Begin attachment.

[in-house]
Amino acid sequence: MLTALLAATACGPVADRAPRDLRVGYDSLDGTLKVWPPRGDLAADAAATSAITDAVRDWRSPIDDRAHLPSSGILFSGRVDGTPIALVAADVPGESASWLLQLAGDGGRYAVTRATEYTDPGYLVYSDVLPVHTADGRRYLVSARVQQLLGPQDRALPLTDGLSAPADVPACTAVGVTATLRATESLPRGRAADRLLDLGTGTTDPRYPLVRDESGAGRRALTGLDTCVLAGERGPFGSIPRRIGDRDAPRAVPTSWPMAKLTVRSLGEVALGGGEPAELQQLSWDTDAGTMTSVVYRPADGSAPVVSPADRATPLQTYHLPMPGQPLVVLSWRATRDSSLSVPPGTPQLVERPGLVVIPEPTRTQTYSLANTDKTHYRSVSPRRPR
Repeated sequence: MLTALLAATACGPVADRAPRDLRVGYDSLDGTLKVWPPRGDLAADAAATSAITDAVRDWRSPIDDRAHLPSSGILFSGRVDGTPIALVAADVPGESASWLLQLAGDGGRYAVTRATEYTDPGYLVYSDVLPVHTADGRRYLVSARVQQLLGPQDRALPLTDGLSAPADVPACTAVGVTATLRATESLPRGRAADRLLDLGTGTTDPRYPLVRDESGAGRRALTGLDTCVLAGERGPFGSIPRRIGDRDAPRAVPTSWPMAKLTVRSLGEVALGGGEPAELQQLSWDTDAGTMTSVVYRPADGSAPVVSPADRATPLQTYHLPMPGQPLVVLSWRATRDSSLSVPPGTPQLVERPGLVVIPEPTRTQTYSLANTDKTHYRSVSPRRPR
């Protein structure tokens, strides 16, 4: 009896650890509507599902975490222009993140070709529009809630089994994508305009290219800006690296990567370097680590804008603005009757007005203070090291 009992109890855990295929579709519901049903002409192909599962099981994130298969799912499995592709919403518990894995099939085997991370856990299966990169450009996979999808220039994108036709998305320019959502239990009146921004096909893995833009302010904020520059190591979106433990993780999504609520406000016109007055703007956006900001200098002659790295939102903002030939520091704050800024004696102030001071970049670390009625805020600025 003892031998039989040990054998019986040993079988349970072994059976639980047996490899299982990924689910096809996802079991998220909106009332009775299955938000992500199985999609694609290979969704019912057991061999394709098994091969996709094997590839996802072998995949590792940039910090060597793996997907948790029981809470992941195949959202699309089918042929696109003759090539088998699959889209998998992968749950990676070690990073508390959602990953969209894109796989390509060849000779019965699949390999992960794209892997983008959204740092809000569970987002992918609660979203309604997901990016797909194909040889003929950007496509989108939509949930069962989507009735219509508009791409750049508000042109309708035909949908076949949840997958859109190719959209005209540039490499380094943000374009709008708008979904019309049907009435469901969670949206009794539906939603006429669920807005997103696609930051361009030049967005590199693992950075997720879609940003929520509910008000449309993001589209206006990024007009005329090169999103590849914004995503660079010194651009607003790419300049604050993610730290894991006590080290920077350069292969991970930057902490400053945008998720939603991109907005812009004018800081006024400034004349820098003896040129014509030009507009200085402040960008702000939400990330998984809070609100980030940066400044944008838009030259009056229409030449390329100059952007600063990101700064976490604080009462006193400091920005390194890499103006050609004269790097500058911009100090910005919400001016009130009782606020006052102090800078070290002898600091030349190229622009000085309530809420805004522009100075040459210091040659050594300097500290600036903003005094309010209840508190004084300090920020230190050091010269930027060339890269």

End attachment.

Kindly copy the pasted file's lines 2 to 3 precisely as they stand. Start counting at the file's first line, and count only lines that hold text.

Amino acid sequence: MLTALLAATACGPVADRAPRDLRVGYDSLDGTLKVWPPRGDLAADAAATSAITDAVRDWRSPIDDRAHLPSSGILFSGRVDGTPIALVAADVPGESASWLLQLAGDGGRYAVTRATEYTDPGYLVYSDVLPVHTADGRRYLVSARVQQLLGPQDRALPLTDGLSAPADVPACTAVGVTATLRATESLPRGRAADRLLDLGTGTTDPRYPLVRDESGAGRRALTGLDTCVLAGERGPFGSIPRRIGDRDAPRAVPTSWPMAKLTVRSLGEVALGGGEPAELQQLSWDTDAGTMTSVVYRPADGSAPVVSPADRATPLQTYHLPMPGQPLVVLSWRATRDSSLSVPPGTPQLVERPGLVVIPEPTRTQTYSLANTDKTHYRSVSPRRPR
Repeated sequence: MLTALLAATACGPVADRAPRDLRVGYDSLDGTLKVWPPRGDLAADAAATSAITDAVRDWRSPIDDRAHLPSSGILFSGRVDGTPIALVAADVPGESASWLLQLAGDGGRYAVTRATEYTDPGYLVYSDVLPVHTADGRRYLVSARVQQLLGPQDRALPLTDGLSAPADVPACTAVGVTATLRATESLPRGRAADRLLDLGTGTTDPRYPLVRDESGAGRRALTGLDTCVLAGERGPFGSIPRRIGDRDAPRAVPTSWPMAKLTVRSLGEVALGGGEPAELQQLSWDTDAGTMTSVVYRPADGSAPVVSPADRATPLQTYHLPMPGQPLVVLSWRATRDSSLSVPPGTPQLVERPGLVVIPEPTRTQTYSLANTDKTHYRSVSPRRPR